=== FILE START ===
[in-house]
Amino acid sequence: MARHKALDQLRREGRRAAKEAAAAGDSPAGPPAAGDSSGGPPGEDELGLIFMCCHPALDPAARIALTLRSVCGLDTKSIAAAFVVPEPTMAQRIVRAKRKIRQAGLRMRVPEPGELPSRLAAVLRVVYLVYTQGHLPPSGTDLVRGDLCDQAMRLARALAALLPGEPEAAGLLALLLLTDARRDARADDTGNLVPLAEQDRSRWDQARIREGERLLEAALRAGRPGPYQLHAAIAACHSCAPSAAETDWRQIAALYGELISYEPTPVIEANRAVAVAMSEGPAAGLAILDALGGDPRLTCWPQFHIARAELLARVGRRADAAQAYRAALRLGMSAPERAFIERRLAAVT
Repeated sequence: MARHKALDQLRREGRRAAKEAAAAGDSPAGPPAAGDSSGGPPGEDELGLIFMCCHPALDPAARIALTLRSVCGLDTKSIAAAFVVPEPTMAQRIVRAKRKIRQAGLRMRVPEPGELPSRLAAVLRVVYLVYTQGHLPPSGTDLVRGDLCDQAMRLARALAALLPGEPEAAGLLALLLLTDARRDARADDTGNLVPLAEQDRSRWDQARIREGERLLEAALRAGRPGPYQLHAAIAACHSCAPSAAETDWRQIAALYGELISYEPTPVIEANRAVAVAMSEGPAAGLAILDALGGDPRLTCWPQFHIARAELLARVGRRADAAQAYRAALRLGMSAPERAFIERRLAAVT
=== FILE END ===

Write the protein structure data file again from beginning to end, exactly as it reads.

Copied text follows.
[in-house]
Amino acid sequence: MARHKALDQLRREGRRAAKEAAAAGDSPAGPPAAGDSSGGPPGEDELGLIFMCCHPALDPAARIALTLRSVCGLDTKSIAAAFVVPEPTMAQRIVRAKRKIRQAGLRMRVPEPGELPSRLAAVLRVVYLVYTQGHLPPSGTDLVRGDLCDQAMRLARALAALLPGEPEAAGLLALLLLTDARRDARADDTGNLVPLAEQDRSRWDQARIREGERLLEAALRAGRPGPYQLHAAIAACHSCAPSAAETDWRQIAALYGELISYEPTPVIEANRAVAVAMSEGPAAGLAILDALGGDPRLTCWPQFHIARAELLARVGRRADAAQAYRAALRLGMSAPERAFIERRLAAVT
Repeated sequence: MARHKALDQLRREGRRAAKEAAAAGDSPAGPPAAGDSSGGPPGEDELGLIFMCCHPALDPAARIALTLRSVCGLDTKSIAAAFVVPEPTMAQRIVRAKRKIRQAGLRMRVPEPGELPSRLAAVLRVVYLVYTQGHLPPSGTDLVRGDLCDQAMRLARALAALLPGEPEAAGLLALLLLTDARRDARADDTGNLVPLAEQDRSRWDQARIREGERLLEAALRAGRPGPYQLHAAIAACHSCAPSAAETDWRQIAALYGELISYEPTPVIEANRAVAVAMSEGPAAGLAILDALGGDPRLTCWPQFHIARAELLARVGRRADAAQAYRAALRLGMSAPERAFIERRLAAVT